Listen, I know I may never grace the New York Times Best Seller’s List. I might never win awards for my writing. But the glow a writer gets from just ONE satisfied reader provides enough motivation for me to slog on through the mundane or the bad times. The next time I feel writer’s block coming on (rarely these days, but it can happen), I’m going to refer back to this week, remembering Edie singing my praises.

Writing and Finding Your Inner Artist

If you’ve wondered where I’ve been, the editing of Finding Cadence has taken up a lion’s share of my time. Update: I’m still on the second part, although I’m very close to nailing it down, and will then go on to the third part, which will be more like a second edit since it’s so full of new plot twists and characters. The ending is also new.

In the meantime, I’ve finally figured out the RWA PRO loop. I’ve been PRO for over a year, but Yahoo! forums make me want to sell all of my modern devices and go live in a forest somewhere, a forest without electricity. For one, I can’t get into my Yahoo! mail, because my password changed (!) and my attempts to recover are futile. Even when I got into the mail, 90% of it was junk, and I’d spend an hour or so deleting the junk. Somehow, the Yahoo! loop mail now gets transferred to my regular email account. How that happens, please do not ask me. I’m woefully terrible on the computer.

The main topic for the PROs this week was sales, going indie, and more sales. Small house vs. Big House vs. indie, self-pub vs. helped self-pub, etc. The upside of this rather depressing exchange is that selling 100 books is actually not a bad thing (I mention this because that’s just about what I’ve sold). Many, many authors sell that or less. Many, many PRO authors.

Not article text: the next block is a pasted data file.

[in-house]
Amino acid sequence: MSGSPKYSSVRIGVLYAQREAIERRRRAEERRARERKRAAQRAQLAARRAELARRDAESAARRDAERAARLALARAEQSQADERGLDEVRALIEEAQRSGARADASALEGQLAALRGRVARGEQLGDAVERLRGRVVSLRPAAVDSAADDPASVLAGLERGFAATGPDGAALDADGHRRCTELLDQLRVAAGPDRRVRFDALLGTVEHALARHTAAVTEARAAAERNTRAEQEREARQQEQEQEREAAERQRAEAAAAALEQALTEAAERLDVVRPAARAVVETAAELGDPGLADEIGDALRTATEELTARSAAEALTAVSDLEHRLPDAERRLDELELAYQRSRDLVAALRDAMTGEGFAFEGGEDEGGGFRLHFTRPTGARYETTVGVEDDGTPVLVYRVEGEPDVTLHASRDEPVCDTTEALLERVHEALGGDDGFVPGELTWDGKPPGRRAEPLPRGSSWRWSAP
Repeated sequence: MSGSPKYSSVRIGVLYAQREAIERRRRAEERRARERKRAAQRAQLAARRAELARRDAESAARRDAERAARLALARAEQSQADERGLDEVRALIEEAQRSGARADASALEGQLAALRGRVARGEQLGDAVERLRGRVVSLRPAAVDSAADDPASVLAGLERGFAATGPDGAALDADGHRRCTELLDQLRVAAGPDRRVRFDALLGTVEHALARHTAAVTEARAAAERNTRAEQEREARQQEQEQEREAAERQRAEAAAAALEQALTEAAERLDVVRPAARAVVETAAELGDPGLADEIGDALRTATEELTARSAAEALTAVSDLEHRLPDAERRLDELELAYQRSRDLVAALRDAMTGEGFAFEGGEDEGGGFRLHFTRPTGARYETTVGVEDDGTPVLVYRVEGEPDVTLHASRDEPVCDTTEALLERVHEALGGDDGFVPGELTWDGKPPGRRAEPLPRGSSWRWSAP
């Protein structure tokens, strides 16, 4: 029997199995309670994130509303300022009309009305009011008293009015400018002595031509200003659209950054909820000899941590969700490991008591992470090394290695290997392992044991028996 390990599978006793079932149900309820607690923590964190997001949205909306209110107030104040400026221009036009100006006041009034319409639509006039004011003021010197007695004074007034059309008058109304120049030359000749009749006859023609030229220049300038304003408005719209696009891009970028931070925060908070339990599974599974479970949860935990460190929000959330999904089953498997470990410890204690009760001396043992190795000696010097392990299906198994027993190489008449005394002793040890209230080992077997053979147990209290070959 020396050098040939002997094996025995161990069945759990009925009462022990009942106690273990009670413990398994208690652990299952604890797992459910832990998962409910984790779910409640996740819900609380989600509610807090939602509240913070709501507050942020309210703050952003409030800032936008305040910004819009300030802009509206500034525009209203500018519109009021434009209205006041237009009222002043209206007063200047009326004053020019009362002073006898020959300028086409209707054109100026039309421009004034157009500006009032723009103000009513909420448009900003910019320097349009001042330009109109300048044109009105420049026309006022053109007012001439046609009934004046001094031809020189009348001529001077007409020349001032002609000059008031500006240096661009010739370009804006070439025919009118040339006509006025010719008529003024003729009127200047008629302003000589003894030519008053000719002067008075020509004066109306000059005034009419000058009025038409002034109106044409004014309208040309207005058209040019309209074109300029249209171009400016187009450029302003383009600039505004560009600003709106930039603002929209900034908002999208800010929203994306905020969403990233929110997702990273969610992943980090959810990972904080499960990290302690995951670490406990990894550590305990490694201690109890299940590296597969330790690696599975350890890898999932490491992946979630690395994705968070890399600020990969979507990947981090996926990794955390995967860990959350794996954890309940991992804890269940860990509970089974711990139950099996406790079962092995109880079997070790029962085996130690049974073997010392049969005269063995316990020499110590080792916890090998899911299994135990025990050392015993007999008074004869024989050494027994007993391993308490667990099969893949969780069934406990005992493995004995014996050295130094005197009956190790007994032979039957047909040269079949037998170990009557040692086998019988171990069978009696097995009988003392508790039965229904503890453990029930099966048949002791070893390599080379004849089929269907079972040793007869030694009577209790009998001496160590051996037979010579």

I’ve said before that I just don’t get into sales. I have a product, but I’m not going to push it. My lackadaisical attitude probably stems from the fact that when I want to buy something, I despise getting “sold.” Not to decry salesmen (although the used car salesmen are rather slimy-I can say that because there are some in my family) many of whom are great people, but that’s just not me. I’m similarly that way with my jewelry. If people are interested, cool, if not, cool too. In this world, there is art for everyone. I won’t be offended if you don’t like mine.

I might mention VIRTUALLY YOURS every once in a while (currently ranked 519,148 HA!), but I don’t spam my Facebook or Twitter feed with impassioned pleas to buy. I don’t have a “real” author web site, although someday I might, when there is more than one book available. Perhaps if I begged, or invested in blog tours, or passed out freebies, or stood on my head, I could sell more than 100 books.

But…I do not use my creative side to make money (obviously). Being in the business of making money rather sucks. You have to push, sell (a little bit), cut corners, stay within budget, and worry, worry, worry. Oh, we need to make money, and I do it in my day job, but it’s not what I live to do. I’m an artist; I live to create.